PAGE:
It is also possible to use acoustic techniques for measuring gas content. One acoustical method involves considering the unit as a resonant cavity and establishing a standing acoustic wave within the unit. The frequency and/or wavelength of the wave would be indicative of the gas content. However, it has been found that there are too many vibration modes, other than the fundamental cavity mode, for this method to yield useful results. Another acoustic technique involves measuring the "time-of-flight" of a sound pulse passed through the unit. While it has been found that a relatively high precision of about 2 percent can be achieved for heavy gases such as SF6, precision is only about 20 percent for light gases such as argon. Clearly, known acoustical techniques are not satisfactory for light gases like argon which is the most used gas.
There is a need for an inexpensive, fast and reliable method for non-intrusively determining the gas content of an insulating glass window unit, i.e. without destroying the integrity of the seal.
The present invention seeks to provide an inexpensive, portable method and apparatus for non-intrusively measuring the gas content of insulating glass window units.
One aspect of the present invention is broadly defined as a method of determining the percentage gas content of an insulating glass window unit or the like, comprising the steps of applying a voltage to opposed panes of the unit; progressively increasing the voltage; monitoring the voltage and recording the magnitude of the voltage at which the electrical breakdown in the gas occurs or is about to occur; and converting the magnitude to a number indicative of the percentage gas content of the gas between the panes.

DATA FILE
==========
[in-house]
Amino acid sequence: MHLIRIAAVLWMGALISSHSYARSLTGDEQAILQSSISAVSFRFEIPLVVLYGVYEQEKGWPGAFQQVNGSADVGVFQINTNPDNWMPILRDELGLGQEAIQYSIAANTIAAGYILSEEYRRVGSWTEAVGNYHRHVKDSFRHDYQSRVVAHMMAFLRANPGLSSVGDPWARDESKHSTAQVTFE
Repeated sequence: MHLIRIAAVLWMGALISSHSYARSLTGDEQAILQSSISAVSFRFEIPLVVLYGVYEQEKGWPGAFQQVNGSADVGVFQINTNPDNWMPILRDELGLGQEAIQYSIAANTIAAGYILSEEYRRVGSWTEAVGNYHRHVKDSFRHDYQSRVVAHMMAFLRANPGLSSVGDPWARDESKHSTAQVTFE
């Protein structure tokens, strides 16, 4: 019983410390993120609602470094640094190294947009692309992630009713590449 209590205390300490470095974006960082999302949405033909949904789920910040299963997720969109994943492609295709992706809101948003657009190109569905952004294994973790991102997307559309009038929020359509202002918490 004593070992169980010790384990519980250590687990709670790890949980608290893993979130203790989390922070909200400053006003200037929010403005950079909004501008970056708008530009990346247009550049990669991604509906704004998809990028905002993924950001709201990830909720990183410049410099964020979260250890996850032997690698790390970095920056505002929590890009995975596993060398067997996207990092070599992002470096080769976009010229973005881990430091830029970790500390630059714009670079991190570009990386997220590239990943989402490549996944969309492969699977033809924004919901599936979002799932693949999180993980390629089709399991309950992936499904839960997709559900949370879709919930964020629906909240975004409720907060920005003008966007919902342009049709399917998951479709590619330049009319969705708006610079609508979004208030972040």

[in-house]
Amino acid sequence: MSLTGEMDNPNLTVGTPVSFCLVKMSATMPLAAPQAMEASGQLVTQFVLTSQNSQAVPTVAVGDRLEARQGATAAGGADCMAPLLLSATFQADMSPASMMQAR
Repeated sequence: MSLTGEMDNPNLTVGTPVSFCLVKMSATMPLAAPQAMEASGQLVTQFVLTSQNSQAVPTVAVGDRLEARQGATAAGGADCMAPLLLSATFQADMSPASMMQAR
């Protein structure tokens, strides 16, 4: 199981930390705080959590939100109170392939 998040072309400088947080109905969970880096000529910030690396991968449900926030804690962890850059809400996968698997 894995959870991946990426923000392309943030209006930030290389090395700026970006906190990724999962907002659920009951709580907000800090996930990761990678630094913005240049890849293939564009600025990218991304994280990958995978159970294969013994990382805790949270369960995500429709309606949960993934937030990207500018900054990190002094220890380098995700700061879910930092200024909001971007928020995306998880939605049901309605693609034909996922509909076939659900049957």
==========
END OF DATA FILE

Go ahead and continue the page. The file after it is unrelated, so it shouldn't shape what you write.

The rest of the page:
Another aspect of the present invention is broadly defined as an apparatus for determining the percentage gas content of an insulating glass window unit or the like, comprising a step-up transformer having a primary coil having a pair of input terminals adapted to be connected to a controlled source of electrical energy and a secondary coil having a pair of output terminals for producing a high voltage thereacross, a pair of electrodes connected to the output terminals of the secondary coil for connection to opposed panes of the window unit, means for monitoring the voltage applied to the input terminals, means for monitoring the voltage applied to the electrodes either directly or by conversion of the voltage applied to the input terminals, means for detecting the breakdown voltage at which an electrical discharge occurs or is about to occur across the electrodes and means for converting the breakdown voltage to a value indicative of the percentage content of the gas contained within the unit.
These and other features of the invention will become more apparent from the following description in which reference is made to the appended drawings wherein:
FIG. 1 is a graph showing the AC breakdown voltage on the electrodes in kV as a function of the percentage argon content of an insulating glass window unit over the range of 82 to 100 percent argon and the breakdown field which is characteristic of the argon-air gas mixture;
FIG. 2 is a broken cross-sectional view of a single double glazed insulating glass window unit showing a pair of electrodes secured to the outer surfaces of the two panes of glass and connected by suitable leads to a source of voltage;
FIG. 3 is an electrical schematic of one embodiment of the present invention; and
FIG. 4 is a block diagram representation of a preferred embodiment of the invention in which a microprocessor controls the input voltage and monitors the current to the electrodes to detect the onset or occurrence of breakdown.